2.  Industry-Financed Disaster Fund
The Senate legislation plans for the financial institutions to contribute to a fund to be used if needed in closing companies.  The 50 billion dollar fund would shield taxpayers from having to pay for any costs incurred by failing financial institutions.  While the new law intends to avoid bailouts altogether, by making financial institutions less risky, more self-sufficient, and by closing them before they create systemic damage, it provides that any bailouts that do occur will be paid from a fund created with private financial company fees.

Should industry-financed bailouts be allowed? Imagine, for example, that a financial institution failure would cause a functioning private hospital to be shut down for a week while it sought new financing from another bank.  In that case, not because of a threat to the wider economy, but because of other public purposes, short-term bailout financing, using the institution-financed fund, might be deemed appropriate, at no cost to the tax payer.

The reason that Congress is rejecting the idea of outlawing any possibility of bailouts, is that it is possible that public purposes will be served by having a bailout option.  What is different here is that the government will not be forced into bailout because the new capital and leverage requirements will protect the wider economy.  Thus, Republican claims that bailouts using public funds will continue, do not take into account the fact that new capital and leverage requirements are the primary defense against systemic risk.  It is not by pledging, even through legislation, to avoid bailouts that we will be protected.  It is by stopping companies from taking so much risk that the entire system is put in danger of collapse.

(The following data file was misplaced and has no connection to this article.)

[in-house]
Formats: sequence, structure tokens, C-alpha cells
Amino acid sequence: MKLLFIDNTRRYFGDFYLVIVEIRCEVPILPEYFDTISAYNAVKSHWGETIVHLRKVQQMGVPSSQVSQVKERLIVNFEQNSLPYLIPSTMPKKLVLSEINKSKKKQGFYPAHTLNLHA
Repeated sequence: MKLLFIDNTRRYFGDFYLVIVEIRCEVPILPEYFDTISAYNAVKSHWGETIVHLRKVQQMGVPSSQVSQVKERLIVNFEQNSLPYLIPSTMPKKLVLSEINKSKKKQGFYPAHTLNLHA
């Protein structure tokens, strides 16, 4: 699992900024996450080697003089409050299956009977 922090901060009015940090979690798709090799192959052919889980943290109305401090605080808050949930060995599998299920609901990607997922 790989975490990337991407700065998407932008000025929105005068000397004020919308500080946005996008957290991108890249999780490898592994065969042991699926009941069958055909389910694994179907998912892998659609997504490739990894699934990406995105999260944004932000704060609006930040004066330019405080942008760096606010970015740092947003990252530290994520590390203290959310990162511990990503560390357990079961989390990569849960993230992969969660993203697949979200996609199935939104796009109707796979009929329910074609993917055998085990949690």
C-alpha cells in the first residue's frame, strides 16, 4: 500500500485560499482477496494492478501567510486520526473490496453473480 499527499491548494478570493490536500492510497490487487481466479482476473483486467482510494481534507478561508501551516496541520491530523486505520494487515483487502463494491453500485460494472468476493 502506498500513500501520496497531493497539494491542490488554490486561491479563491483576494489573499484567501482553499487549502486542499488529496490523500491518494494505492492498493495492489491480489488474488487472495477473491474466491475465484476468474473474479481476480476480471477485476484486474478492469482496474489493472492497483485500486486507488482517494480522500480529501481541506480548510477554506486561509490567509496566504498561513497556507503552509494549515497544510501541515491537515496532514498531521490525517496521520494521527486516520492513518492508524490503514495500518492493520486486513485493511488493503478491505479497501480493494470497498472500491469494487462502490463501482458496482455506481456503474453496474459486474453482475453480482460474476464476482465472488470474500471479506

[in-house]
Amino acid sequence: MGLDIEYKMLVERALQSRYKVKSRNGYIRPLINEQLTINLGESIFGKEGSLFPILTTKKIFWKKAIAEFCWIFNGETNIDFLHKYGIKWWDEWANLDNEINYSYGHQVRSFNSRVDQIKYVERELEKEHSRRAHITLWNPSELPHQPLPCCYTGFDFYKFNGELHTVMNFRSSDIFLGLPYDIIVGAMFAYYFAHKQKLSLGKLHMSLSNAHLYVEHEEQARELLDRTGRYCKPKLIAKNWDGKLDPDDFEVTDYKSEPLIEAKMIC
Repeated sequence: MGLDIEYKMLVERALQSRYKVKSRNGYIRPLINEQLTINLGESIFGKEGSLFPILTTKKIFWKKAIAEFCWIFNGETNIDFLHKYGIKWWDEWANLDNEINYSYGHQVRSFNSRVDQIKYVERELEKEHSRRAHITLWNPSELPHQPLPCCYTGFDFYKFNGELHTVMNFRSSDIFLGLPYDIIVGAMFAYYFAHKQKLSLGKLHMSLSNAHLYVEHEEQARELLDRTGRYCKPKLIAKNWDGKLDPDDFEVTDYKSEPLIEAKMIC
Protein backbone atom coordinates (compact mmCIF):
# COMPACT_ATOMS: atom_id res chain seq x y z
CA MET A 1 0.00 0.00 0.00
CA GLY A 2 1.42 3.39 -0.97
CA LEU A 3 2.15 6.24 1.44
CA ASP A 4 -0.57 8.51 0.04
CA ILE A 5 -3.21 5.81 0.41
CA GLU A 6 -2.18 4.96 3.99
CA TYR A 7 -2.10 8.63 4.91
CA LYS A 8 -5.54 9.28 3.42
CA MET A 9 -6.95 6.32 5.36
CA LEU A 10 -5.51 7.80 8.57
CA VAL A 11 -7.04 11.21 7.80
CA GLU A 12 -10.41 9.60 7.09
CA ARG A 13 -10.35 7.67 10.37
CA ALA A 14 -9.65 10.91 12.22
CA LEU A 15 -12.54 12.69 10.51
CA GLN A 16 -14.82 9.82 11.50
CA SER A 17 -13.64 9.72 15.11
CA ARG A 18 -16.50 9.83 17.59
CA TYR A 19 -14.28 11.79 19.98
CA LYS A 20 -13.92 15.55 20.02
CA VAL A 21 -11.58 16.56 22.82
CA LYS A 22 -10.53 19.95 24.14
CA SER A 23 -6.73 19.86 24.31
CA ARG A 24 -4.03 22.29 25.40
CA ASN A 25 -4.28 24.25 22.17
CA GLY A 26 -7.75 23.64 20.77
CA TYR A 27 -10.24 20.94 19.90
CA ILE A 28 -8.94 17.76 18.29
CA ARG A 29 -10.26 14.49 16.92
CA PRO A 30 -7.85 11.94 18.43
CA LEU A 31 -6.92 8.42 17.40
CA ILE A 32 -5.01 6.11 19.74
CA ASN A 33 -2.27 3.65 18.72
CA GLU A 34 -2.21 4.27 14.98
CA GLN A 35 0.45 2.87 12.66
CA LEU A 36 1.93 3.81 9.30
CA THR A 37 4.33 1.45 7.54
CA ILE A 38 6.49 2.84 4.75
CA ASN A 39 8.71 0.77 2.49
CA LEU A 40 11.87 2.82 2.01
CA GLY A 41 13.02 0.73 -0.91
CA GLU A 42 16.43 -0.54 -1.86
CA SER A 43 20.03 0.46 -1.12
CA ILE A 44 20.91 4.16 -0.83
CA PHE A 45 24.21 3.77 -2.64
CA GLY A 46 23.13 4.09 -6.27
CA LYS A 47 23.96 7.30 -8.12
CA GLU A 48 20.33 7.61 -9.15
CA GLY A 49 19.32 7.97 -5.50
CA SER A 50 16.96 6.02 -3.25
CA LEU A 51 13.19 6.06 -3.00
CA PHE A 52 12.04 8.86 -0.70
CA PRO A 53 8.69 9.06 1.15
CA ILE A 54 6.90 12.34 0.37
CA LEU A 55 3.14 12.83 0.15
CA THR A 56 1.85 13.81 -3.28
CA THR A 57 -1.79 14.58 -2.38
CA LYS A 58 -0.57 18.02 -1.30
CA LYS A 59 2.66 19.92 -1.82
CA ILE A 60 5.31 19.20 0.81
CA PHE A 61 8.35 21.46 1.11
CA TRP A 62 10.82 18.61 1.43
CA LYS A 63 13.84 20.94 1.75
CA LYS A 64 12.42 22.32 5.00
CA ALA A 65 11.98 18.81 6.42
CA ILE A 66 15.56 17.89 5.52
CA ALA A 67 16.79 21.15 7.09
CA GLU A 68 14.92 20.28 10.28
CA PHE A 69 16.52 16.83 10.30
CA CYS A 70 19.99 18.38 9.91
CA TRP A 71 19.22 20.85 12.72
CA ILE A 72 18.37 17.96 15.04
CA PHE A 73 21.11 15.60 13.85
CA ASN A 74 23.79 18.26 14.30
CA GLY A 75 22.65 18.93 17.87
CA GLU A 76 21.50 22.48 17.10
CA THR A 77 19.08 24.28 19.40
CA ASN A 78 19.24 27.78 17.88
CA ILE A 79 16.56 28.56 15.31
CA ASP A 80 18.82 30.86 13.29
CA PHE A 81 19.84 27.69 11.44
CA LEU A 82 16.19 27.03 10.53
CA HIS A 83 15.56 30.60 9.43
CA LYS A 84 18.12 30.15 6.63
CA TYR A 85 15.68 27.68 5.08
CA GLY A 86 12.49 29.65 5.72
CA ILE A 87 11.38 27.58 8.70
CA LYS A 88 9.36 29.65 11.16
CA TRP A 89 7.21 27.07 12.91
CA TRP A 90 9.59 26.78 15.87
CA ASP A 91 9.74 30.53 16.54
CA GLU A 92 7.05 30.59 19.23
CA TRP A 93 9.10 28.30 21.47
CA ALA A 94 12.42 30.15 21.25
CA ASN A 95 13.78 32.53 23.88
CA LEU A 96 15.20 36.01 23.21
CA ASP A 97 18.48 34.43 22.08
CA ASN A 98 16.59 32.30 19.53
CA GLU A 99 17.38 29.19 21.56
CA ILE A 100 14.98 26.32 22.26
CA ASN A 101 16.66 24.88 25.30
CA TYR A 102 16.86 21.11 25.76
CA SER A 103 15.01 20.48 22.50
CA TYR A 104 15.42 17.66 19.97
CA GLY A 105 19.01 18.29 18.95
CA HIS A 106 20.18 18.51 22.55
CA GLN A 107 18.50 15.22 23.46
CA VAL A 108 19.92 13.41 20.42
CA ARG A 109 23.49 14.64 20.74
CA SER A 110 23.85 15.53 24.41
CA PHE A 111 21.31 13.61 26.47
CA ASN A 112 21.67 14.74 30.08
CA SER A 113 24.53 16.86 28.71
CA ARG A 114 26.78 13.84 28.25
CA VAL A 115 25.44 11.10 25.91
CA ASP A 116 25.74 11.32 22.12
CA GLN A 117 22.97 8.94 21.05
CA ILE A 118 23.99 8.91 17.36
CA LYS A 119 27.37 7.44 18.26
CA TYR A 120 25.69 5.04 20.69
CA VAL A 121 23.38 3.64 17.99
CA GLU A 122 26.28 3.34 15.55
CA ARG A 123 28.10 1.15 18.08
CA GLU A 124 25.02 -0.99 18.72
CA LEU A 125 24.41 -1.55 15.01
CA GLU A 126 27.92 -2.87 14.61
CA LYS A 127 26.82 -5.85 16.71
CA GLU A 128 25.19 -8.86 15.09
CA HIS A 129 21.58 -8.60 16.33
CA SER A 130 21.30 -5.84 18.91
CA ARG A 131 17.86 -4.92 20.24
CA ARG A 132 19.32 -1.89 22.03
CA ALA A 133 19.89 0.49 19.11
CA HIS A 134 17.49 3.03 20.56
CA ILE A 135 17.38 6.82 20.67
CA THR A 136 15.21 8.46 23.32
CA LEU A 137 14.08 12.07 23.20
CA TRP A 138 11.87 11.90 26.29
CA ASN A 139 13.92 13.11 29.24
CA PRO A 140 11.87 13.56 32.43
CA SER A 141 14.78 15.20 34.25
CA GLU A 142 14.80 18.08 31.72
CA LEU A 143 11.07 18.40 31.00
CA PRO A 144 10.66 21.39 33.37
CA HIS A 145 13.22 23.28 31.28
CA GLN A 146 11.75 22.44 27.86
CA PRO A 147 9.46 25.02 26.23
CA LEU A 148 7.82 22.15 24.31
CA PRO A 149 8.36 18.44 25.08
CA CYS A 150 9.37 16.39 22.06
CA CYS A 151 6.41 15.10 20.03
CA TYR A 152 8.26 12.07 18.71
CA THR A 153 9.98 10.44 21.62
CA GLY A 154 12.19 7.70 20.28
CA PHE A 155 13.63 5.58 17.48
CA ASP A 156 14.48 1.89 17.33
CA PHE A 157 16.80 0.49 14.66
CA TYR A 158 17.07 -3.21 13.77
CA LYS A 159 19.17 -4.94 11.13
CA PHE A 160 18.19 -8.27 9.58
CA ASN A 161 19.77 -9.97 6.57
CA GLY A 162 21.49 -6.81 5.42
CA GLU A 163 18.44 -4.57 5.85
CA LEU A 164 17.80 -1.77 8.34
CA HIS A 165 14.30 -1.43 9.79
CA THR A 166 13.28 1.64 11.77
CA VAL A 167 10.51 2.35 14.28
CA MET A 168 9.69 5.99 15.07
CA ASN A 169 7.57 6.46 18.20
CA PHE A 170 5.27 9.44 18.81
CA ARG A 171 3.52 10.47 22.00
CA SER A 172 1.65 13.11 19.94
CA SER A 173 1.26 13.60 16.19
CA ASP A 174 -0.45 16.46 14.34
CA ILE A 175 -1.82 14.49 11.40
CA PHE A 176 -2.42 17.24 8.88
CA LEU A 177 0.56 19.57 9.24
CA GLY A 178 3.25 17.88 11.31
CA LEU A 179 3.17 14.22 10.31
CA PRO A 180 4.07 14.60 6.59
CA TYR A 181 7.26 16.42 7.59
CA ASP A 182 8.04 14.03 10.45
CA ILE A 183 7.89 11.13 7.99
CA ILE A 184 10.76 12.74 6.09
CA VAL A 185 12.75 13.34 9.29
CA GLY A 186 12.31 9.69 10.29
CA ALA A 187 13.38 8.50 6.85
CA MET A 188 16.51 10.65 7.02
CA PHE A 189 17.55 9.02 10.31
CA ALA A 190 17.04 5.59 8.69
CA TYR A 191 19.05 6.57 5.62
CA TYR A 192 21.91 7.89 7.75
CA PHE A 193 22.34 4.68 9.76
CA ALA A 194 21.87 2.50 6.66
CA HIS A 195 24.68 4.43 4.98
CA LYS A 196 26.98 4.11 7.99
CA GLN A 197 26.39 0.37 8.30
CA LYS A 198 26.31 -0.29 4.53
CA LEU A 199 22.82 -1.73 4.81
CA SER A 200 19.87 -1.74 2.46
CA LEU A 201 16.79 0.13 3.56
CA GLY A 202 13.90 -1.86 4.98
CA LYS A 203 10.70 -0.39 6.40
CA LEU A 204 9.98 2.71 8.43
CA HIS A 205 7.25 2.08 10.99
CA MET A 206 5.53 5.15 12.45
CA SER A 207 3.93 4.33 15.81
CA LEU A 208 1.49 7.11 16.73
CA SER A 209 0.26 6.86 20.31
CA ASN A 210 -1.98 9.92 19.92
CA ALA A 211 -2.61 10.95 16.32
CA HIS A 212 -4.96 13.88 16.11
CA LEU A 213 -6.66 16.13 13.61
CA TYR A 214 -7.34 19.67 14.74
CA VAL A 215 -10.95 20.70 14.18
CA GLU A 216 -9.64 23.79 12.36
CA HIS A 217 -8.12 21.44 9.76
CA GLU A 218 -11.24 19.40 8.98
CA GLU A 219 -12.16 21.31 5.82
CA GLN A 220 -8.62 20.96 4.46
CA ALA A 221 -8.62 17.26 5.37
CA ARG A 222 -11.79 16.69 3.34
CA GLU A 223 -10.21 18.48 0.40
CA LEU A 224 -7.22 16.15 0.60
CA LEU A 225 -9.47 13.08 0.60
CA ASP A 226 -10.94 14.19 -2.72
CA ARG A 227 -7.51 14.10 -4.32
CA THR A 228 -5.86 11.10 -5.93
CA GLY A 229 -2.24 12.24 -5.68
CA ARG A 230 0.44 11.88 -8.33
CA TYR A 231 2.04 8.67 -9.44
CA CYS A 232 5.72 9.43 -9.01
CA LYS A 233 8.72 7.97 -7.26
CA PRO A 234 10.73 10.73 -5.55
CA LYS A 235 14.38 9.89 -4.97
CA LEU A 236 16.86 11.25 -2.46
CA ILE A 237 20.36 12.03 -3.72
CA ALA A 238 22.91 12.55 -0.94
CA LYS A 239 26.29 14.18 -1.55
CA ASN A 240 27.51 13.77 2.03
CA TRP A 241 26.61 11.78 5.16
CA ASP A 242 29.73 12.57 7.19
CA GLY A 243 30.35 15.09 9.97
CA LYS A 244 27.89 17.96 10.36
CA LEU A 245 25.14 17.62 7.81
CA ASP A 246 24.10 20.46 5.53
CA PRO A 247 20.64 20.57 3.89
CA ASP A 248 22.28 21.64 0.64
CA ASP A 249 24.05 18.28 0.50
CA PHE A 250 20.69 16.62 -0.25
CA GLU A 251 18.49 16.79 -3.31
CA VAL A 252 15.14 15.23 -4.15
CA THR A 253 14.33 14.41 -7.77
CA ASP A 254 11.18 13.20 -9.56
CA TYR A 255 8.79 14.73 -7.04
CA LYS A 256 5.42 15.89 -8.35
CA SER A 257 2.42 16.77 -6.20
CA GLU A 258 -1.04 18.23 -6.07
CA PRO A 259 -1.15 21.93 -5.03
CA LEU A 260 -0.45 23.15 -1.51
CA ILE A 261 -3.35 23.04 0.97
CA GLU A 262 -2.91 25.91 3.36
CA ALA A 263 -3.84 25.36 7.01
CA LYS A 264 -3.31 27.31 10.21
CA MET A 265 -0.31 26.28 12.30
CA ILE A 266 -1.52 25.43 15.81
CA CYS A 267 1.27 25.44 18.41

C.  Consumer Protection

Fundamental consumer protections already exist to keep financial institutions from stealing or mismanaging their customers assets.  However, as the Madoff scandal illustrates, the government is not always effective in policing.  In addition, in the real estate market, many homebuyers obtained mortgages without fully comprehending the terms and consequences.  The new law aims to provide additional protection for consumers.  Krugman: Looters in Loafers